In November 2007, Google first released Android as an operating system (OS), targeted primarily at smart phones. Since then, we have witnessed its phenomenal success. It is today the most popular OS for smart phones.

While most industries have leveraged Android in various ways, the healthcare industry has lagged behind. This is not surprising as traditionally, the healthcare industry has been slow in adopting new technologies. Its biggest impediment has been a highly regulated environment where it often, works better to wait for a technology to mature before adopting it. But in the past few years, interest and adoption of Android as the operating system (OS) in medical devices has grown dramatically. QuEST has played a lead role in developing a wearable device and its Android based application to various medical device manufactures across the globe. While developing this application, there were two factors that influenced `the Android OS selection. First, Android-based devices are gaining wide acceptance in the industry and second, the better user experience it can provide. Medical practitioners were quite comfortable with Android based devices.

So what is driving the growing popularity of Android in the medical device developer community? Apparently, five major benefits.

Benefits of Android

Better user interface and user experience

Most traditional medical device software have a poor look and feel. Nearly all embedded systems in medical devices use proprietary technologies that require the developer to roll-out their own graphic user interface solution. Developers focus on the core functionality of the device and the design and display of the user interface falls low on their list, which is why, most medical devices are low on looks. But poor usability affects the overall product. Android addresses this as it provides layout tools for the developers to build the UI/UX for the system.

Open-source, stable, and proven

Android is proven; millions of phones run the same Android stack. As an open source software, Android offers the advantage of a readily available huge pool of users finding bugs, and a large developer community dedicated to fixing them, supporting faster development, debugging, and testing of the software.

Easy to work on, easy availability of skilled professionals and cost effective

Android development is not overly complex and a large pool of developers can support Android. Being open-source, it is cost effective as well.

Advanced networking and communication out-of-the-box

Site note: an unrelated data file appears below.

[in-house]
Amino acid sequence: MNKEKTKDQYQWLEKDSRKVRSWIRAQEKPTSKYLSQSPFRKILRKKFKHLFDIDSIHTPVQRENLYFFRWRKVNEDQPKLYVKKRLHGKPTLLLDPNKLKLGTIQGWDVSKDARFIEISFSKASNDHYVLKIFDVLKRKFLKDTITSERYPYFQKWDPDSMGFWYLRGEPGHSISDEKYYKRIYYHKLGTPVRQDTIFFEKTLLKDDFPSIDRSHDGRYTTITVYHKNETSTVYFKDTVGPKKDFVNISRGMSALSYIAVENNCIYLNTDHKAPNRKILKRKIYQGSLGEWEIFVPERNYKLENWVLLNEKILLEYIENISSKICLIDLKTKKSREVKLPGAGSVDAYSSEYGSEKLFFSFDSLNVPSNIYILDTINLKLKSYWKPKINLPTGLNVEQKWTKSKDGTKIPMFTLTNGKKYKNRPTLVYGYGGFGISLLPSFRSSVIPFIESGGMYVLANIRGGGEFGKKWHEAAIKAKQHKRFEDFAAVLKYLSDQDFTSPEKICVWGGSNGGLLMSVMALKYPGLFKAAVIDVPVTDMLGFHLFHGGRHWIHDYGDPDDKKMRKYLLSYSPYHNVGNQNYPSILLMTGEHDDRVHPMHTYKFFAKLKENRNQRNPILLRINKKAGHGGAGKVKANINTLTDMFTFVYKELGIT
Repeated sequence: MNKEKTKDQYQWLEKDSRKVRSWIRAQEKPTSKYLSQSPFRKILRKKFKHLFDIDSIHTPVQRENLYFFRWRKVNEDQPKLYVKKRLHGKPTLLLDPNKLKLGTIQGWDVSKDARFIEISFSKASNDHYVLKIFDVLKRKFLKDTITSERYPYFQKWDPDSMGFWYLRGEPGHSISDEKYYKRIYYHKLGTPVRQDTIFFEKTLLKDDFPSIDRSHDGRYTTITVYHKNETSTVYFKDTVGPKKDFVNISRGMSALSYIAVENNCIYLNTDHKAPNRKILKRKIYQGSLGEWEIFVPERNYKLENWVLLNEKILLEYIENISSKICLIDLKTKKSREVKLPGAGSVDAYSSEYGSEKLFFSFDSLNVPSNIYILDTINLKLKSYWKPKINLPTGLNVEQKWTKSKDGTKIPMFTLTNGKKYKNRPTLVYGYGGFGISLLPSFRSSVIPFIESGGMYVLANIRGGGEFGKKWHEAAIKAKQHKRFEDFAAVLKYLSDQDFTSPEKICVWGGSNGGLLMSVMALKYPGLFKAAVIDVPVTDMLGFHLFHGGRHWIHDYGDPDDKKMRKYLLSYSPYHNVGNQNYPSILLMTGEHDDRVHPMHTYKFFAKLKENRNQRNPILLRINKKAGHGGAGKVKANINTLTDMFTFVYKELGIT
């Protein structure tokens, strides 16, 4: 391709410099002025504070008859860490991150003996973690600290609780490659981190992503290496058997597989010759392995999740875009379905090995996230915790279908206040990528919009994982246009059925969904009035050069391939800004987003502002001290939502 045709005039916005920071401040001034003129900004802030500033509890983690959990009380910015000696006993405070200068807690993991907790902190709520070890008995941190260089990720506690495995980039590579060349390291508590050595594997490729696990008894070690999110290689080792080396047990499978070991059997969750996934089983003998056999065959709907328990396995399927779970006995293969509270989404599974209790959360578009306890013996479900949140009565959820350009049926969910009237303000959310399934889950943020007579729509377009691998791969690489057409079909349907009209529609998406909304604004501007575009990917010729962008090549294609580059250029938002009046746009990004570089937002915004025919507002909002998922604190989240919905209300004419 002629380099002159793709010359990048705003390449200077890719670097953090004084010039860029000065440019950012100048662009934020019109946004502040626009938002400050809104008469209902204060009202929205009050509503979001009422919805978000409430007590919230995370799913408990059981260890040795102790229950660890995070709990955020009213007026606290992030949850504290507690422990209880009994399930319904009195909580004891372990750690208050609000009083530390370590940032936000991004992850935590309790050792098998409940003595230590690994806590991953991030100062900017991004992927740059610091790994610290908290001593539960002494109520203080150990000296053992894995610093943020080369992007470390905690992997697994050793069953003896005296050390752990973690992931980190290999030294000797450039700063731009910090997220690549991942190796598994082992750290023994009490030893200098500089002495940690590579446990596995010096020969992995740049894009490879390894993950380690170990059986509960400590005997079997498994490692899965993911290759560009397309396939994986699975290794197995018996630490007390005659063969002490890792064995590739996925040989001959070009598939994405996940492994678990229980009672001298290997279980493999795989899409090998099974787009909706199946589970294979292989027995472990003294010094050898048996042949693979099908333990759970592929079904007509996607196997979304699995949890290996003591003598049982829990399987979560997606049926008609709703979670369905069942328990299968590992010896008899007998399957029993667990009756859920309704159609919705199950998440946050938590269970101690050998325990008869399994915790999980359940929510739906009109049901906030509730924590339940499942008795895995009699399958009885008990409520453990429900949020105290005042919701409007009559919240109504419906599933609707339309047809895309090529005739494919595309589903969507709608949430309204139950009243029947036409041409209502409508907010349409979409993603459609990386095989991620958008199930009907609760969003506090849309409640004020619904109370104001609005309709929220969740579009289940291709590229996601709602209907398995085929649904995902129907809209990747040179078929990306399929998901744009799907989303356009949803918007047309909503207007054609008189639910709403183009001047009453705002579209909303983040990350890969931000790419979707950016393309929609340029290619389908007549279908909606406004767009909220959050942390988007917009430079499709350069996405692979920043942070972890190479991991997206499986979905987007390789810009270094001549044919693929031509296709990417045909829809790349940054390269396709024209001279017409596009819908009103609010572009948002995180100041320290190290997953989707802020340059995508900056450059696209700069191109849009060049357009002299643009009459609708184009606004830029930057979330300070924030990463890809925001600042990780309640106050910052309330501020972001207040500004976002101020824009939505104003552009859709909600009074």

As an OS primarily developed for smart phones, Android focuses on device communication and networking. It has massive and complete libraries for a variety of wired and wireless communication protocols. It supports and has drivers for a large amount of radio devices from prominent manufacturers. The networking capabilities coupled with the Android middleware and Java tools open up exciting new possibilities for data exchange and interoperability.

The advantage of touch screen

Android is an operating system developed specifically for touch screens. In the past, medical device developers faced challenges in developing touch screen interfaces. But Android makes it easy to design and develop.

While there are clear benefits, Android also poses some challenges. Let’s look at the major challenges that deters its adoption.

Regulatory, size and reliability challenges


Medical devices differ from other devices as they can pose a significant risk to the patient. The FDA classifies all medical devices into three classes – class I, II and III, based on the risk to the patient and the degree of regulatory scrutiny it believes is warranted. Being a bulky OS, Android tend to experience failures more than smaller and easy to test OSs. Smaller OSs are also more reliable. In addition, a key requirement with medical devices is an always ready experience. So while the need to reboot once a year to fix a software lockup may not be a concern for many devices, it is a big concern for a medical device, especially a class III device such as a frozen implantable defibrillator.

Android is therefore more apt for use in class I and II devices while smaller, high-reliability OSs works better for class III devices. That said, any medical device development effort must thoroughly consider and understand the risks introduced by OS selection, irrespective of class the device falls in as each device is different.

Gaining ground

Without doubt, Android presents humongous possibilities for medical device developers, especially when developing the next-generation of mobile healthcare. That’s why, it is gaining ground in the industry. But to manage all the challenges that it presents successfully, it is important to consider and work around all the risks. One way is to partner right – choosing a partner that has the resources and expertise to develop and deliver effective products that will not only win regulatory approval, but also accomplish reliable long-term performance.

Written by QuEST Global

on 19 Apr 2016